Obama’s Inauguration Poet Talks About Becoming A Man

by Richard Blanco
I’m six or seven years old, riding back home with my grandfather and my Cuban grandmother from my tía Onelia’s house.

Her son Juan Alberto is effeminate, “un afeminado,” my grandmother says with disgust. “¿Por qué? He’s so handsome. Where did she go wrong with dat niño?” she continues, and then turns to me in the back seat: “Better to having a granddaughter who’s a whore than a grandson who is un pato faggot like you. Understand?” she says with scorn in her voice.

I nod my head yes, but I don’t understand: I don’t know what a faggot means, really; don’t even know about sex yet. All I know is she’s talking about me, me; and whatever I am, is bad, very bad. Twenty-something years later, I sit in my therapist’s office, telling him that same story. With his guidance through the months that follow, I discover the extent of my grandmother’s verbal and psychological abuse, which I had swept under my subconscious rug.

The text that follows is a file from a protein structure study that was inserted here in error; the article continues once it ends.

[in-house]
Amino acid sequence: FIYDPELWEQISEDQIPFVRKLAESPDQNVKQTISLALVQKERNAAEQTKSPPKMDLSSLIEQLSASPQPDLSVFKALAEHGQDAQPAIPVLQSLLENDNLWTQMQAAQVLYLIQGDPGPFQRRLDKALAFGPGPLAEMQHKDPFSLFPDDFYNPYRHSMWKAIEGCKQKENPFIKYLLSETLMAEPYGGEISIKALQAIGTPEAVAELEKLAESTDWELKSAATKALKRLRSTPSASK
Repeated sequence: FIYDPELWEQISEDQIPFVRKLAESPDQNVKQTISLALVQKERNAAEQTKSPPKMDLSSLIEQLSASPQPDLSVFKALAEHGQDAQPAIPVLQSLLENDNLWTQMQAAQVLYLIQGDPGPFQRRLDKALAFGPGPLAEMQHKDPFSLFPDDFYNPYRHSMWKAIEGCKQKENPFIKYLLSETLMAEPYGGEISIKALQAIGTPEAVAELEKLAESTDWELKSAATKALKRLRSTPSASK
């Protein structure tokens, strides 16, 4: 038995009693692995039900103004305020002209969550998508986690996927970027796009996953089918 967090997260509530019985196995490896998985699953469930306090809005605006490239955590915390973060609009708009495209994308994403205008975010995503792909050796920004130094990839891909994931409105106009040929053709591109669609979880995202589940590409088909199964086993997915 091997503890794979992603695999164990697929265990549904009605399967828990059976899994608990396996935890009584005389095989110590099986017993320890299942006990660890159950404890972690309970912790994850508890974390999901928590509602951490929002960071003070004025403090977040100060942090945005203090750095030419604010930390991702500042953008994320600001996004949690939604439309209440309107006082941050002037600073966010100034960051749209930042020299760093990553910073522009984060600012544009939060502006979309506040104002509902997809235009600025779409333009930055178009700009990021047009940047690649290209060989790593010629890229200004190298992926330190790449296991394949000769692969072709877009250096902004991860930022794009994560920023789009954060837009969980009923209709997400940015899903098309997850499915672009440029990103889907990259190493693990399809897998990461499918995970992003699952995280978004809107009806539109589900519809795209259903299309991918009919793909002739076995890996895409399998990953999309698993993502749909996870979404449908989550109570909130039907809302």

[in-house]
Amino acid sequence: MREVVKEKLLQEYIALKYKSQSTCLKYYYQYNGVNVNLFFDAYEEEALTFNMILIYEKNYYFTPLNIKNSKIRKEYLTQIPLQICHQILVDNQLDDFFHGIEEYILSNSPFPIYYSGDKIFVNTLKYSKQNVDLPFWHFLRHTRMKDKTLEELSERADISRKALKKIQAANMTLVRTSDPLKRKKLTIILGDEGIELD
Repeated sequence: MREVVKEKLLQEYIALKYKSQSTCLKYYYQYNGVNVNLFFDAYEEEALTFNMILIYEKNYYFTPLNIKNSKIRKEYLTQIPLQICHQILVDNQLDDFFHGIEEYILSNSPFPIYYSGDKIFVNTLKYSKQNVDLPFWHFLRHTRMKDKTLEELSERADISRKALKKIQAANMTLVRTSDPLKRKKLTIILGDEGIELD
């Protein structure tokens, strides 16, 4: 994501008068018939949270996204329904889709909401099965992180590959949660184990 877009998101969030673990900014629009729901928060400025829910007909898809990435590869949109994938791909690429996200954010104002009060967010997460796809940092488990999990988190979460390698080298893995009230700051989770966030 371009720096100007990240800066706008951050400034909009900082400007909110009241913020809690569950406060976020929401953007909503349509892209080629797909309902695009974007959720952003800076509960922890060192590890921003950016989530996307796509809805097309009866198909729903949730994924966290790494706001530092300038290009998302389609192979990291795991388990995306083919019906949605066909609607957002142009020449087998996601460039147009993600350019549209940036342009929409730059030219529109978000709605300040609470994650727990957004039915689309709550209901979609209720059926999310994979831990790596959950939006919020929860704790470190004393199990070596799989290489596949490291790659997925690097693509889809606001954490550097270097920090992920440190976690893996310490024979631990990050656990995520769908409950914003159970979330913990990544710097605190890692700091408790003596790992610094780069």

Through the years and to this day I continue unraveling how that abuse affected my personality, my relationships, and my writing. I write, not in the light of Oscar Wilde, Walt Whitman, or Elizabeth Bishop, but in the shadow of my grandmother–a homophobic woman with only a sixth-grade education–who has exerted (and still exerts) the most influence on my development as a writer.

I am seven, I think. My grandmother tells me I eat wrong: “Don’t use a straw, ever. Los Hombres don’t drink soda with a straw. Now throw dat away and sit up.” I look wrong: “Dios mío, you nosin but bones. Dat’s why the boys at school push you around. Even a girl could beat you up. Now finish your steak, or else.” My friends are all wrong: “I no taking you to dat Enrique’s house neber again. He’s a Mamacita’s boy. I don’t want you playing with him. I don’t care what you say, those GI Joes he has are dolls. Do you want to play with dolls; is dat what you want señorita?”

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